Creating the Pathways from Poverty to Prosperity

Sub-Saharan Africa: Growth from a low base

Sub-Saharan Africa remains the weakest-performing region in the world, as it has been since 2007. Nonetheless overall Sub-Saharan African prosperity grew considerably this year.

In the last year, 21 countries in the region have increased their Prosperity, while 19 have seen it decrease.

Pillar highlights

Sub-Saharan Africa performs most strongly relative to the rest of the world in the Natural Environment pillar. In particular, Sub-Saharan Africa is impacted less by Environmental Pressures than other regions of the world, comprising 10 of the 20 best performing countries in that sub-pillar.

The region is a long way behind others in both Education and Health. In Education, it is the weakest performing region in 10 out of 12 indicators. In Health, it is last in six out of 12 indicators.

Safety and Security is the pillar that has declined the most in the last year. This is led by Niger, South Africa and Congo, but 31 others have also seen a decline, due in part to increased battlefield deaths. For example, in Niger, there were an estimated 274 deaths caused by conflict with Islamic State.

In the spotlight: leaders and improvers in prosperity

Nigeria has risen six places, driven by improvements in Business Environment, Economic Quality, Social Capital and Personal Freedom. Within Personal Freedom, the percentage of those satisfied with the freedom to choose what to do with their lives rose from 68% to 79% over the last year. This was a return to a level similar to its 2011 score.

The number of women in parliament increased across Sub-Saharan Africa. The largest increase in 2017 was in Ethiopia

Democratic Republic of Congo rose four places, driven by improvements in Business Environment, Social Capital and Personal Freedom. In Business Environment, for example, domestic perceptions of the Democratic Republic of the Congo as a good place to start a business have increased from 64% to 74%.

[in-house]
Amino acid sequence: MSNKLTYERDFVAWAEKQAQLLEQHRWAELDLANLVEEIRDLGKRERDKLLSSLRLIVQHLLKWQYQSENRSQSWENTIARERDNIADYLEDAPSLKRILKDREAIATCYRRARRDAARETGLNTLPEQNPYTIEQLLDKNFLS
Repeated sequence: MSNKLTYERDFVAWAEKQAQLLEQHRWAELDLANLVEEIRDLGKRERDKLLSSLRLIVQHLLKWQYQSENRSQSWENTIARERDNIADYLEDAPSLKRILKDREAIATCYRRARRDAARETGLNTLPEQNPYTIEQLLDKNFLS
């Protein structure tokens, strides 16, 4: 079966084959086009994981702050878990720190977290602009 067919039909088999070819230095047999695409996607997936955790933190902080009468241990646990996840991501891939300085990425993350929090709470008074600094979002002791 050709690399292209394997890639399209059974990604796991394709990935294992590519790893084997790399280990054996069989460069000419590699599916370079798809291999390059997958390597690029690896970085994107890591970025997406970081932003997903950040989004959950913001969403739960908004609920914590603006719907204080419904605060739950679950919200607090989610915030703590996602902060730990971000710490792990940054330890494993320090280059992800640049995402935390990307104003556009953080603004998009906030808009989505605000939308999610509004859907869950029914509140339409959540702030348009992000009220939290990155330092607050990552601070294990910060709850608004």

The number of women in parliament increased across Sub-Saharan Africa. The largest increase in 2017 was in Ethiopia. Rwanda, Senegal, South Africa and Namibia are in the global top ten for most women in parliament.

Benin improved by one ranking globally through better Personal Freedom. It abolished the death penalty following a ruling by the Constitutional Court at the beginning of 2016.

14 Sub-Saharan African countries are in the world’s top 20 for labour force as a share of the population, with Madagascar topping the global rankings.

Continuing gains in Business Environment and Governance show the region’s potential for greater prosperity

Sub-Saharan Africa has improved considerably in 2017 in two essential elements of Prosperity: Business Environment and Governance. For Business Environment, this represents the continuation of a promising trend towards creating a more entrepreneurial climate. Scores have improved by 22% since 2007, with all but one nation (Sudan) in the region witnessing improvement. This year saw 31 out of 40 Sub-Saharan countries improve their Business Environment score.

Sub-Saharan Africa has improved considerably in 2017 in two essential elements of Prosperity: Business Environment and Governance